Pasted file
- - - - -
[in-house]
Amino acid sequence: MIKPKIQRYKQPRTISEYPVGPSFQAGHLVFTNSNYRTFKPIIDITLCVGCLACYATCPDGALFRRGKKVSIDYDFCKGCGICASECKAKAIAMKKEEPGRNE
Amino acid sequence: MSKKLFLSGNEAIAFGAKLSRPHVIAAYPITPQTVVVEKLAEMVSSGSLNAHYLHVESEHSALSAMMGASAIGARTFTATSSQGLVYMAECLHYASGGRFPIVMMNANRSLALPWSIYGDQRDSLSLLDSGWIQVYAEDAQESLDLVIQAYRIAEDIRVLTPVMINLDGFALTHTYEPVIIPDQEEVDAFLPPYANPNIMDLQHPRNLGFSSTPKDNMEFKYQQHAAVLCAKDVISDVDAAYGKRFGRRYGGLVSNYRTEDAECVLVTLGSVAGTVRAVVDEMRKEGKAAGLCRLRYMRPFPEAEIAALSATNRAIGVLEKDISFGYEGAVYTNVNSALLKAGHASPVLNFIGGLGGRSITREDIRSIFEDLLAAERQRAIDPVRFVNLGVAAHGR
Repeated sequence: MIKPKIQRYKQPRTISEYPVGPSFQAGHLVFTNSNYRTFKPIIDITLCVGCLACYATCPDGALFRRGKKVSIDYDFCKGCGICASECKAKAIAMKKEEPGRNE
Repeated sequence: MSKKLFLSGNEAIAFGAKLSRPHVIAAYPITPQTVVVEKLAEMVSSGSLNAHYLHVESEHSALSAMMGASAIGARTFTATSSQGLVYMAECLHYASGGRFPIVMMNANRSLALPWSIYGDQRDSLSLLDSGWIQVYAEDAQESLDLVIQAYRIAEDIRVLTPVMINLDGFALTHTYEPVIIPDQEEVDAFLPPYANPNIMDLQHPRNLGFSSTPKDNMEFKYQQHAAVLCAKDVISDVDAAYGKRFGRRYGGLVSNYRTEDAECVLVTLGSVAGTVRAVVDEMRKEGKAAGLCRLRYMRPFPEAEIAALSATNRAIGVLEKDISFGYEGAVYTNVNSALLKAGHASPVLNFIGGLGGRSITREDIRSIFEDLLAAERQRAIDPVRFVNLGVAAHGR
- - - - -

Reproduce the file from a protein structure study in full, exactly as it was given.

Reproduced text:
[in-house]
Amino acid sequence: MIKPKIQRYKQPRTISEYPVGPSFQAGHLVFTNSNYRTFKPIIDITLCVGCLACYATCPDGALFRRGKKVSIDYDFCKGCGICASECKAKAIAMKKEEPGRNE
Amino acid sequence: MSKKLFLSGNEAIAFGAKLSRPHVIAAYPITPQTVVVEKLAEMVSSGSLNAHYLHVESEHSALSAMMGASAIGARTFTATSSQGLVYMAECLHYASGGRFPIVMMNANRSLALPWSIYGDQRDSLSLLDSGWIQVYAEDAQESLDLVIQAYRIAEDIRVLTPVMINLDGFALTHTYEPVIIPDQEEVDAFLPPYANPNIMDLQHPRNLGFSSTPKDNMEFKYQQHAAVLCAKDVISDVDAAYGKRFGRRYGGLVSNYRTEDAECVLVTLGSVAGTVRAVVDEMRKEGKAAGLCRLRYMRPFPEAEIAALSATNRAIGVLEKDISFGYEGAVYTNVNSALLKAGHASPVLNFIGGLGGRSITREDIRSIFEDLLAAERQRAIDPVRFVNLGVAAHGR
Repeated sequence: MIKPKIQRYKQPRTISEYPVGPSFQAGHLVFTNSNYRTFKPIIDITLCVGCLACYATCPDGALFRRGKKVSIDYDFCKGCGICASECKAKAIAMKKEEPGRNE
Repeated sequence: MSKKLFLSGNEAIAFGAKLSRPHVIAAYPITPQTVVVEKLAEMVSSGSLNAHYLHVESEHSALSAMMGASAIGARTFTATSSQGLVYMAECLHYASGGRFPIVMMNANRSLALPWSIYGDQRDSLSLLDSGWIQVYAEDAQESLDLVIQAYRIAEDIRVLTPVMINLDGFALTHTYEPVIIPDQEEVDAFLPPYANPNIMDLQHPRNLGFSSTPKDNMEFKYQQHAAVLCAKDVISDVDAAYGKRFGRRYGGLVSNYRTEDAECVLVTLGSVAGTVRAVVDEMRKEGKAAGLCRLRYMRPFPEAEIAALSATNRAIGVLEKDISFGYEGAVYTNVNSALLKAGHASPVLNFIGGLGGRSITREDIRSIFEDLLAAERQRAIDPVRFVNLGVAAHGR